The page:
16

As Tyberius noted, the projection formula does not work for infinite order groups (this is because the Hermitian form on characters is defined to be G-invariant by averaging over all elements in a group. That is, it works because it is possible to hit all the elements of the group in some order). How can one work in the infinite dimensional groups then? One ...


15

As the electrons fall from higher levels to lower levels, they release photons. Different "falls" create different colors of light. A larger transition releases higher energy (short wavelength) light, while smaller transitions release lower energies (longer wavelength). The visible wavelengths are caused a by single electron making the different ...


15

TMS has 12 protons which are all equivalent and four carbons, which are also all equivalent. This means that it gives a single, strong signal in the spectrum, which turns out to be outside the range of most other signals, especially from organic compounds. Although the chemical shift scales are still zeroed at the TMS peak, most spectra are now calibrated ...


15

This is not in general true Consider molecules a point group not containing inversion symmetry, e.g. $C_2$ hydrogen peroxide The $C_2$ group has only two elements, $E$ and $C_2$, and the $C_2$ rotation operation maps between two identical arrangements of atoms. Both the symmetry number and order of the group are 2. Matrix representations All rotations ...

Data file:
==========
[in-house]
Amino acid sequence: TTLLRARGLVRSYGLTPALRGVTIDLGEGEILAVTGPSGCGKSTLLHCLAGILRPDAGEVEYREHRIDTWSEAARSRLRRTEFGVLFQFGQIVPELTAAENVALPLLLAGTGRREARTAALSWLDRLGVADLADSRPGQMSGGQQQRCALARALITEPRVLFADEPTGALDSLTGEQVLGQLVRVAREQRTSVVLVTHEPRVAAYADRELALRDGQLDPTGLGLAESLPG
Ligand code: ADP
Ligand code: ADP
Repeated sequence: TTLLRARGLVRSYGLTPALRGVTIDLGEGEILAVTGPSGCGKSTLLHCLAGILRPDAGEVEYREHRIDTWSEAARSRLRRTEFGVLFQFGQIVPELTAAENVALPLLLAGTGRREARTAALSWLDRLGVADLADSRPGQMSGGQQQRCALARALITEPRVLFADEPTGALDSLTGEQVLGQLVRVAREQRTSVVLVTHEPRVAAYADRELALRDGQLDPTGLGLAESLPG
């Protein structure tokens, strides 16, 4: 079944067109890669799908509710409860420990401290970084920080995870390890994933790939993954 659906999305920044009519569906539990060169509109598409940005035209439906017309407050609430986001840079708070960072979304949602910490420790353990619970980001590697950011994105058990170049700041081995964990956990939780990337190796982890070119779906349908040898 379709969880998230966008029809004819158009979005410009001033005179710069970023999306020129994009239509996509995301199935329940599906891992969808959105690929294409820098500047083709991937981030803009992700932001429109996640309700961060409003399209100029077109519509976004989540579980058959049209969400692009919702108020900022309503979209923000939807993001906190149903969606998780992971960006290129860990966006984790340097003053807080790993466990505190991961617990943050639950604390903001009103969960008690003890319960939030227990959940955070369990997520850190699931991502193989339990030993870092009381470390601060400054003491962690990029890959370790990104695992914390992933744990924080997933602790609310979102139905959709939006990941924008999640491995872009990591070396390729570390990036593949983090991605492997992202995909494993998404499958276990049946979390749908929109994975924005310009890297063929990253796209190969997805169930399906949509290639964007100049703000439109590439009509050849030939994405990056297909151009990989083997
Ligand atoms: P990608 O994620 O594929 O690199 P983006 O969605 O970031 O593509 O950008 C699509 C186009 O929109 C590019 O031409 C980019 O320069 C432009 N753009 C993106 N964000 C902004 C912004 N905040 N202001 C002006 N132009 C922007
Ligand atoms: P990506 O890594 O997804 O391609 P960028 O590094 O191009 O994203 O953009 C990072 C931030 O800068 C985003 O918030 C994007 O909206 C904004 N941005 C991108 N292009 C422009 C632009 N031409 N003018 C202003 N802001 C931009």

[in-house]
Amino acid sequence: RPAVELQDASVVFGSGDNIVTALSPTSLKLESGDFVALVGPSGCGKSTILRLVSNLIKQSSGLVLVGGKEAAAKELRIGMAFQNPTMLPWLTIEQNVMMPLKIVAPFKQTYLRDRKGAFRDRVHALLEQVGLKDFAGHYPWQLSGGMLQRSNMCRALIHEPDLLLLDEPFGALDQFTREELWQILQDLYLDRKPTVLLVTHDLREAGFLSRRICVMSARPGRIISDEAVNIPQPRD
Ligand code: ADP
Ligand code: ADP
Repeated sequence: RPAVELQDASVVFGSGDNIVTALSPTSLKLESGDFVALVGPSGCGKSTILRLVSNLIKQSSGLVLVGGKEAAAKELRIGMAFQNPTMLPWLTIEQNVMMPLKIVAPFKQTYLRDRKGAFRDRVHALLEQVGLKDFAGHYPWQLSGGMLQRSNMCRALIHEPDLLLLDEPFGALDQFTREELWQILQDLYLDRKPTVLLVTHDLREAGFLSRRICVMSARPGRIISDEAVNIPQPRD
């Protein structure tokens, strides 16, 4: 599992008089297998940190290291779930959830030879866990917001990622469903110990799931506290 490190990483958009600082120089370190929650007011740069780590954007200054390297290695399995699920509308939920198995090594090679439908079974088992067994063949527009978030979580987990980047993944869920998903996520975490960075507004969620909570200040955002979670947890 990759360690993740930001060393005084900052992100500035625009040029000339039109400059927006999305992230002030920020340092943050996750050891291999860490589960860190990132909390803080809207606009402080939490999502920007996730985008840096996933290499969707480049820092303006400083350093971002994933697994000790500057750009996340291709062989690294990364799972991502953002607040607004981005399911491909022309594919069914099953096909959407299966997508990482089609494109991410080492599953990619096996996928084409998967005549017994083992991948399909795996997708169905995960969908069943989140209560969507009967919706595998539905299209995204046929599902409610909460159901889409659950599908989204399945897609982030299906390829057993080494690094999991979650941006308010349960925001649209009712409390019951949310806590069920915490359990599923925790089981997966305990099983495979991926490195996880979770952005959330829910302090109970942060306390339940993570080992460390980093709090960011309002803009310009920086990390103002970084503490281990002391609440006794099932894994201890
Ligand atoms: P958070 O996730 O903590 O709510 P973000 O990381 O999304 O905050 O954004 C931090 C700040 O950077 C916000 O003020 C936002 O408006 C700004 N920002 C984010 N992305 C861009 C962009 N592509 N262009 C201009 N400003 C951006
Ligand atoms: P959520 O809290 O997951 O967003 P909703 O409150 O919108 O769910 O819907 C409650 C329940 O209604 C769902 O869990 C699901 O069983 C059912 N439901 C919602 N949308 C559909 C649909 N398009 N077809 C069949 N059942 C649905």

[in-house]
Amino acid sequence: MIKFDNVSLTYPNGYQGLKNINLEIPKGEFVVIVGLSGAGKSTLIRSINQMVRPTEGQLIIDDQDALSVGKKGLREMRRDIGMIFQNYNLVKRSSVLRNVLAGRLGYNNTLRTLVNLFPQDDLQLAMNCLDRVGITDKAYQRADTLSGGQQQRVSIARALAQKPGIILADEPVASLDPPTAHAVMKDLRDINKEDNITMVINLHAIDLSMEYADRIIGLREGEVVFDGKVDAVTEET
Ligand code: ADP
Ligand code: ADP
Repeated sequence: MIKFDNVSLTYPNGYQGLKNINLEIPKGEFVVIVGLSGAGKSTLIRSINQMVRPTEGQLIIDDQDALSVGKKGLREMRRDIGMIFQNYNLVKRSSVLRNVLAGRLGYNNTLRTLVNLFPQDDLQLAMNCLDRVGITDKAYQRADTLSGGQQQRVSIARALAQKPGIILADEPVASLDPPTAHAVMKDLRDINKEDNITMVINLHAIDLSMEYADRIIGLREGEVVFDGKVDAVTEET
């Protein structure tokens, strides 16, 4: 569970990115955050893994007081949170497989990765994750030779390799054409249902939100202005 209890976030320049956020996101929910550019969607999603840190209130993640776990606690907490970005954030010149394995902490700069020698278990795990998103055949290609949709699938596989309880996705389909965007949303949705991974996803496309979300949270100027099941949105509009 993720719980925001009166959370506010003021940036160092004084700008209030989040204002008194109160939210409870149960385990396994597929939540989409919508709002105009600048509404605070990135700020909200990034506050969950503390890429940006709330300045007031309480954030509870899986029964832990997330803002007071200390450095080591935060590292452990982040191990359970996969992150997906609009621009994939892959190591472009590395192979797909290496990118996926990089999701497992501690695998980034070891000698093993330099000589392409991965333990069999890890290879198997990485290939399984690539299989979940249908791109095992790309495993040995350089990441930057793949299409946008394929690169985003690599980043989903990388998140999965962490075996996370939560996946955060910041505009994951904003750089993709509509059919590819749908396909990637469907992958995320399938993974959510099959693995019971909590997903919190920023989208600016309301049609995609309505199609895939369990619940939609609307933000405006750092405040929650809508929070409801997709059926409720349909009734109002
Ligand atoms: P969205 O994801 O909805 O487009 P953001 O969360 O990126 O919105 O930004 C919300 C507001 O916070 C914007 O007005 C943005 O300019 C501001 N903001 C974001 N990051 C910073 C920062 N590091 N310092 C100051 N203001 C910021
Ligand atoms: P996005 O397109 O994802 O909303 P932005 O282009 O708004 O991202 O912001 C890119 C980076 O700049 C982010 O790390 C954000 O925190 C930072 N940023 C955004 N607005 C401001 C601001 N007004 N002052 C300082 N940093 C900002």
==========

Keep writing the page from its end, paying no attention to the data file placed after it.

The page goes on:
14

I'm not familiar with the computational packages -- I'm an experimentalist, not a theoretician. As an example for why both might be present, we can turn to gaseous infrared spectroscopy: one will quickly find that the line-widths in vibration-rotation spectra depend on pressure. At lower pressures, say less than a torr, Doppler-broadening is the main ...


14

I am told that carbon dioxide is IR inactive. You're right, that's not true. Since carbon dioxide is linear it has $3n-5 = 4$ vibrations and they are pictured below. The symmetric stretch does not result in a change (of the initially zero dipole moment), so it is ir-inactive. The asymmetric stretch does result in a change in dipole moment so it is ir-...


13

Any black compound absorbs photons in all the visible spectrum; that is why essentially it appears black to our eyes. So, for instance, iron(II,III) oxide, $\ce{Fe3O4}$ will do so; it is even used as a black pigment. It is very unlikely though that it will absorb each and every photon of any wavelength in the visible spectrum, but the search for such a ...


13

Unfortunately, although the answer given by bon provides a very simplistic answer to a fairly common NMR-101 problem, it is not quite correct. It is fine for the propane case, but falls short for butane. While a very simple molecule, butane has a complicated spectrum because, though the two methylene groups are chemically equivalent, they are in fact ...


13

A deviation within the low picometres is nothing to worry about, there are many reasons for this. Primary literature, like peer-reviewed journals, will always publish an analysis of the obtained values along with any error bars, i.e. how accurate the measurement is. When you have disagreeing values it is worthwhile to have a look at these, too. Secondary ...


13

I will provide a full quantum mechanical explanation here.[1] Warning: rather MathJax heavy. Hopefully, this lends some insight into how the diagrams that long and porphyrin posted come about. Finding the states between which transitions occur The Hamiltonian for two coupled spins is $$\hat{H} = \omega_1\hat{I}_{\!1z} + \omega_2\hat{I}_{\!2z} + \frac{2\pi ...


13